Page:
HONG KONG – The third annual Mip Asia in Hong Kong was marked by a flurry of deals ranging from MGM’s agreement to provide Hong Kong with film classics to E! Entertainment’s biggest sale yet to Japan.

Yet the market, which ended Saturday, clearly failed to establish itself as much more than an intra-Asian affair.

The only major U.S. studio with a booth this year was MCA, even though executives of other majors, including Paramount, Columbia and Disney, were seen walking the floor. MCA wasn’t complaining.

“This event is certainly no Mipcom,” said Peter Hughes, executive VP of international at MCA. “But this year I’ve noticed changes in the quality of the business and deals. We’ve had much more … substantial deals, mainly in feature films, with some Japanese companies,” including licensing the “American Gothic” series to a major Japanese firm, Hughes said.

Lack of majors

The lack of major studios with booths at the event was the source of many exhibitors’ grousing, but others said they were glad the Americans stayed home.

“The buyers have come with money to spend,” said Peter Rhodes, managing director of Reed Midem Organization, which hosts the event. “Some clients have said they like the fact that the Americans aren’t here, because they get the deals instead.”

Participants numbered 2,085, about the same as last year’s 2,087, yet down one-third from the first show. The number of exhibitors was 364, up from 311 in 1995. Japanese accounted for the largest number of participants, while Asians overall took 156 booths. Europeans held 127 booths, up 12.6%, while Americans had 61 booths, down 22.9%.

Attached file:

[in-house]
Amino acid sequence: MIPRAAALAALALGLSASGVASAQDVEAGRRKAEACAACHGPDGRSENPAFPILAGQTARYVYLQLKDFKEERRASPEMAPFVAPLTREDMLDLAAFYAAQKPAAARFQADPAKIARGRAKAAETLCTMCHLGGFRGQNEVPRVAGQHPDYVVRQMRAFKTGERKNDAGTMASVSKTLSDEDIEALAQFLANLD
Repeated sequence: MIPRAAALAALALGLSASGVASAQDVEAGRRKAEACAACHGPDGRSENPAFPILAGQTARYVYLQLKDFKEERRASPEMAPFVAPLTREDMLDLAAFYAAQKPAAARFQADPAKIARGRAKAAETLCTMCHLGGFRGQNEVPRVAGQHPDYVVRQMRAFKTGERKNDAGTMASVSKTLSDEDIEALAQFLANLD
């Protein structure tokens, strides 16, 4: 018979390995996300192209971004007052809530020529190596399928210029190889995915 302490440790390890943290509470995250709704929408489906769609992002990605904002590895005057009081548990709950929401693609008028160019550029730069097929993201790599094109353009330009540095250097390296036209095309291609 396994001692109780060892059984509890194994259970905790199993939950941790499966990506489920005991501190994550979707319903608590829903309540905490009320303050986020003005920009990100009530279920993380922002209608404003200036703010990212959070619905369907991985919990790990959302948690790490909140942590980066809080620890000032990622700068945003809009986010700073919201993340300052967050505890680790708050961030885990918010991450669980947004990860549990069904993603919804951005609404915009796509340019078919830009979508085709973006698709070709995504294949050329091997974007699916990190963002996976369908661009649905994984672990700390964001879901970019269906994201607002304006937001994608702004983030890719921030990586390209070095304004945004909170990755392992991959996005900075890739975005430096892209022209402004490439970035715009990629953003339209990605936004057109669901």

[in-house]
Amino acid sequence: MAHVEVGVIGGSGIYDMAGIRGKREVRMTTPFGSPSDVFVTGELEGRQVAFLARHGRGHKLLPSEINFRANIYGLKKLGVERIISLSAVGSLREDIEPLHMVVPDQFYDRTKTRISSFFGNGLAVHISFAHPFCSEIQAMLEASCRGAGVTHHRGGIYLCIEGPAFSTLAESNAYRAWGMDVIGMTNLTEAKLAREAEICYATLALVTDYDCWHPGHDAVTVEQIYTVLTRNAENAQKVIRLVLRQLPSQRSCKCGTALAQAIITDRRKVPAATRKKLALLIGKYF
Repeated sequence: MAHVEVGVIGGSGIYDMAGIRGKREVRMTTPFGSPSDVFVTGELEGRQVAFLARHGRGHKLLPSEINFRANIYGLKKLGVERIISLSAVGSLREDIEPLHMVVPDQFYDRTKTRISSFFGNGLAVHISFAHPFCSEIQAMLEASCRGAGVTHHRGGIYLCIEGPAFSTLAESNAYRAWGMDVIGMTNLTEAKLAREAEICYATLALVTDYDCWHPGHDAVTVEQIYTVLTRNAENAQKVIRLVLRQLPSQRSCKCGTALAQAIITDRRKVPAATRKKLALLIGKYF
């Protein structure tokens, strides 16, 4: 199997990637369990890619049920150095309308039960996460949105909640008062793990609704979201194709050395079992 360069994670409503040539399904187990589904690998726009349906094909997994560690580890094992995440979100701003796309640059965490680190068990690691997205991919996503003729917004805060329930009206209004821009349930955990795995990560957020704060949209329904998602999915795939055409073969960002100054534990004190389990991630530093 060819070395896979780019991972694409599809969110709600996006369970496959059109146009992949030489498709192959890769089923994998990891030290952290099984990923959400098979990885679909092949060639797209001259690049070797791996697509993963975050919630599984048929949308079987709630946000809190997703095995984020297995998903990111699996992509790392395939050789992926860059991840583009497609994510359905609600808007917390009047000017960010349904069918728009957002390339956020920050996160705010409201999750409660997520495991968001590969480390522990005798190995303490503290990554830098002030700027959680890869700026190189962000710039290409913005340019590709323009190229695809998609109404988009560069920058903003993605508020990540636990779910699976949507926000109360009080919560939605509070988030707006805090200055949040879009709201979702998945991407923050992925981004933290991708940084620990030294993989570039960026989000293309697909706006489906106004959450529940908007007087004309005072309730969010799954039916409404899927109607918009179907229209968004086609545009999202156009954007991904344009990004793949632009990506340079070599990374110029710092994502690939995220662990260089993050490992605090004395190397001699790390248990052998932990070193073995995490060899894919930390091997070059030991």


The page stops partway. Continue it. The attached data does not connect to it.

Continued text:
Some of the intra-Asian deals included HVD Entertainment of Malaysia’s signing a deal with Taiwan’s Golden Slogan for a minimum of 200 hours of drama-led programming. The deal will represent at least $250,000 in business.

Beijing TV Enterprises launched its export drive at Mip Asia, with the sale of an entertainment documentary to ATV Hong Kong. And the Japanese continued their own export juggernaut of animation productions, according to Tokyo Broadcasting System and NHK.

While Asian trade accounted for the bulk of deals at the event, there were notable exceptions.

Gary Marenzi, president of MGM Telecommunications Group, announced a deal Friday with Hong Kong’s cable TV, run by Wharf Cable, to provide Hong Kong viewers with MGM classics and recent releases 365 days a year starting Jan. 1. Officials would not reveal dollar figures for the deal.

“Hong Kong is the focal point of this industry and region,” Marenzi said. “This deal got us in the door. So many people want to get into this market but can’t because of the limited capability here,” Marenzi added, referring to the relatively few cable channels in Hong Kong.

E! Entertainment’s largest deal to date in Japan was with Vis-a-Vision, a Japanese program buyer. E! Entertainment will provide “FYE!” “In Focus,” “The Gossip Show” and “E! News Daily.” The programs will be shown on channels on PerfecTV, the direct-to-home digital platform.

Xavier Roy, chief executive of Reed Midem, acknowledged that Asians dominated the event, but said that was a source of its strength.

“We don’t expect Mip Asia to ever reach the size of Mipcom. Here it’s more regional. But it’s an important market that can’t be ignored,” Roy said.

Next year’s event will take place Dec. 4-6 in Hong Kong after the British colony is returned to Chinese rule.

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